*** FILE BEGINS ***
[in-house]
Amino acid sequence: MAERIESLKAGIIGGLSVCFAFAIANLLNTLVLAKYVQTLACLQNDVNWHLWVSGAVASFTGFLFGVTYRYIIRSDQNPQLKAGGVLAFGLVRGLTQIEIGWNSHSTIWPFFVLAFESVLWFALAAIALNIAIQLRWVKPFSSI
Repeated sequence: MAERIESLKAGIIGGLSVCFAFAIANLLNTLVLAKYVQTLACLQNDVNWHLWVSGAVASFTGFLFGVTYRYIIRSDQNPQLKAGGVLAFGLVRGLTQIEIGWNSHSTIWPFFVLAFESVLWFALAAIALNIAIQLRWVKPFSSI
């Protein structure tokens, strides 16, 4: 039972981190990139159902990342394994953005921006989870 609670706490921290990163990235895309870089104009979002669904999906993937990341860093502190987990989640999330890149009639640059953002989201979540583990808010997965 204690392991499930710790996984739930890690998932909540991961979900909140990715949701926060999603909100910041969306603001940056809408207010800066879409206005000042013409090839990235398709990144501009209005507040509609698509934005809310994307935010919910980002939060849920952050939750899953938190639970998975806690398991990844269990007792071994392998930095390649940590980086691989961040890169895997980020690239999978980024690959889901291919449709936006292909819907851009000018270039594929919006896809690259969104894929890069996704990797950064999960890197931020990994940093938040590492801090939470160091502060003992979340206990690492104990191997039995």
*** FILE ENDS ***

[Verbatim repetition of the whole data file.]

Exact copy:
[in-house]
Amino acid sequence: MAERIESLKAGIIGGLSVCFAFAIANLLNTLVLAKYVQTLACLQNDVNWHLWVSGAVASFTGFLFGVTYRYIIRSDQNPQLKAGGVLAFGLVRGLTQIEIGWNSHSTIWPFFVLAFESVLWFALAAIALNIAIQLRWVKPFSSI
Repeated sequence: MAERIESLKAGIIGGLSVCFAFAIANLLNTLVLAKYVQTLACLQNDVNWHLWVSGAVASFTGFLFGVTYRYIIRSDQNPQLKAGGVLAFGLVRGLTQIEIGWNSHSTIWPFFVLAFESVLWFALAAIALNIAIQLRWVKPFSSI
């Protein structure tokens, strides 16, 4: 039972981190990139159902990342394994953005921006989870 609670706490921290990163990235895309870089104009979002669904999906993937990341860093502190987990989640999330890149009639640059953002989201979540583990808010997965 204690392991499930710790996984739930890690998932909540991961979900909140990715949701926060999603909100910041969306603001940056809408207010800066879409206005000042013409090839990235398709990144501009209005507040509609698509934005809310994307935010919910980002939060849920952050939750899953938190639970998975806690398991990844269990007792071994392998930095390649940590980086691989961040890169895997980020690239999978980024690959889901291919449709936006292909819907851009000018270039594929919006896809690259969104894929890069996704990797950064999960890197931020990994940093938040590492801090939470160091502060003992979340206990690492104990191997039995």